Get dirty, have fun and grow more food with great gardening tips from real-life gardeners.
Blueberry season came early this year in northwest Pennsylvania…probably because April was the hottest on record – with many days in the 80s. As usual, we made the most of it.
Blueberries are also called moonberries because of the grey hue they reveal when ready to pick.
We have 25 mature high bush plants and 25 starters. Mostly from the mature bushes, we gleaned 150 quarts or 225 pounds of this delicious fruit.
Since there is no way we can consume all these blueberries, we off load our excess to friends, neighbors, at the local farmers market, and wholesale through local meat market/convenience stores.
This great fruit is full of fiber and known as the best antioxidant out there. Antioxidants help prevent heart disease and cancer, reduce blood pressure and slow the effects of aging. Antioxidants are naturally occurring compounds and protect the body from harmful, excess free radicals, sweeping them up before they can cause damage.
Once the berries start coming, we have them in some form every day…mostly fresh on cereal. However, they freeze well and thereby can be consumed throughout the year.
This season Lynne incorporated this versatile fruit into juice, tea, pancakes, waffles, muffins, pie, jam, catsup, salads, dried them, and even converted them into a sugar sprinkle and liquor made of Vodka and blueberries.
Growing blueberries is easy. Some folks call the plants “edible landscaping” as they offer an attractive hedge.
Young plants are available from several reputable growers…a search of the Internet is sure to reveal them to you. We were fortunate to purchase half of our patch from a local gardener who was switching his crop from blueberries to strawberries. Who knows how long he tended these bushes; and with continued TLC they’re still producing great for us…even in the first year of transplant.
As you can imagine, purchasing mature plants costs more to buy, transplant, and install in your field that “starters”. Blueberry roots are shallow but extend out at least as wide as the circumference of the plant. In our case, we used a back hoe to dig over two dozen one foot deep circles in our field. It took several trips to move them to our farm, and considerable labor to put them in place and back fill the soil over their roots.
Our second batch of 25, two or three year old plants were obtained from a nursery. Much easier to plant, but they seem more demanding to care, watering and attention. And based on apparent growth rate, it may be five or six years before they produce like our mature plants.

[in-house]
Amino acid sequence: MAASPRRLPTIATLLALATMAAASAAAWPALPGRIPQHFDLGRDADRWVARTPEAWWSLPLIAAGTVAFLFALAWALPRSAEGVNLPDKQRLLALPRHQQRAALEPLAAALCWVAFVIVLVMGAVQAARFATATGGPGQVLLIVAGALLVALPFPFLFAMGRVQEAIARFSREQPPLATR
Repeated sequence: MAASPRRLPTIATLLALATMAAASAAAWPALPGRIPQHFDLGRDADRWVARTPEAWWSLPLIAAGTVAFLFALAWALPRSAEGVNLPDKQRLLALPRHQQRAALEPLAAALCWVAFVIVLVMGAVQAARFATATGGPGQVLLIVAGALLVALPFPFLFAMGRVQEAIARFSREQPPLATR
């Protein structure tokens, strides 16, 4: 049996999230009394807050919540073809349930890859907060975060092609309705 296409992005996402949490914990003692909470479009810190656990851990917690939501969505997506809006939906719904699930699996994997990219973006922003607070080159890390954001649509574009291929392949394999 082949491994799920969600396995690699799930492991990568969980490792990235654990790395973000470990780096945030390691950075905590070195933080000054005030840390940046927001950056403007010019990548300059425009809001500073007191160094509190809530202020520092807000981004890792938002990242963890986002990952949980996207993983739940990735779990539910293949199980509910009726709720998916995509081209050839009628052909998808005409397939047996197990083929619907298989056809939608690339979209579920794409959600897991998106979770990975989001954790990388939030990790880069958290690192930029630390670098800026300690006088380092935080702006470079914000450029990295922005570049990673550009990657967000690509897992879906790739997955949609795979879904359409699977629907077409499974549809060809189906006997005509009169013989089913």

Blueberry plants like acid soil…between 4.5 and 5.5; and if maintained properly, will produce for a lifetime. Our land is an old cornfield; soil conditions are ideal. They love to be mulched with fresh sawdust as this material will leach sweetness from the soil. To keep the soil acidic, we treat them with sulphur and a low nitrogen fertilizer in the spring.
Follow the 3D principle of pruning: cull dead, diseased, and damaged wood. To stimulate new growth, approximately one-quarter of the plant should be removed each year. New growth is exciting to see as it sprouts from the heart of the plant.
When planted in rows, they should be spaced at least 8 feet apart as a mature bush will have a 4’ to 5’ radius. Our plants are situated so we can run a small riding mower between the rows to keep the grass trimmed. Some folks mulch the entire blueberry patch and thereby only deal with the occasional weed growth between plants.
There are many varieties of blueberries. We recommend you mix early, mid and late yielders to extend the season. Cross pollination suggests you start with at least three plants. And during harvest, give each plant a taste test…you’ll be surprised at the variation.
Like most fruit and vegetables, not all blueberries ripen at the same time. In addition to turning a rich blue with grey hue, some berries actually “plump up” when they’re ready to pick. If they don’t roll off the stem when you go for them, leave them on the bush.
Once the berries begin to mature, the battle is on to harvest before the critters get them. Robins, cedar waxwings, sparrows, cardinals, brown thrashers enjoy them; as do night time predators including skunk and raccoon. Many small growers net their bushes to protect them from these wild consumers. Our strategy is to pick ‘em twice a day and try to get more than our feathered and furry friends.
This year the Japanese Beetles were few and far between, but in years past, we learned they’re not so bad on the berries, but they really like the new, tender leaves. Traps and shaking them off the bush into a jug of soapy water cuts the population.
The best container for picking is a plastic, gallon milk jug with the spout cut off so the berries can be dropped in. Retain all of the handle. A cord through the handle loop and around your neck frees both hands for picking.
We age them a day at ambient temperature before refrigerating as this tends to sweeten them up a bit. Once refrigerated, they should stay chilled until consumed.
So, if you want a solid food producer that is also a fountain of youth, get yourself a patch of blueberries and enjoy.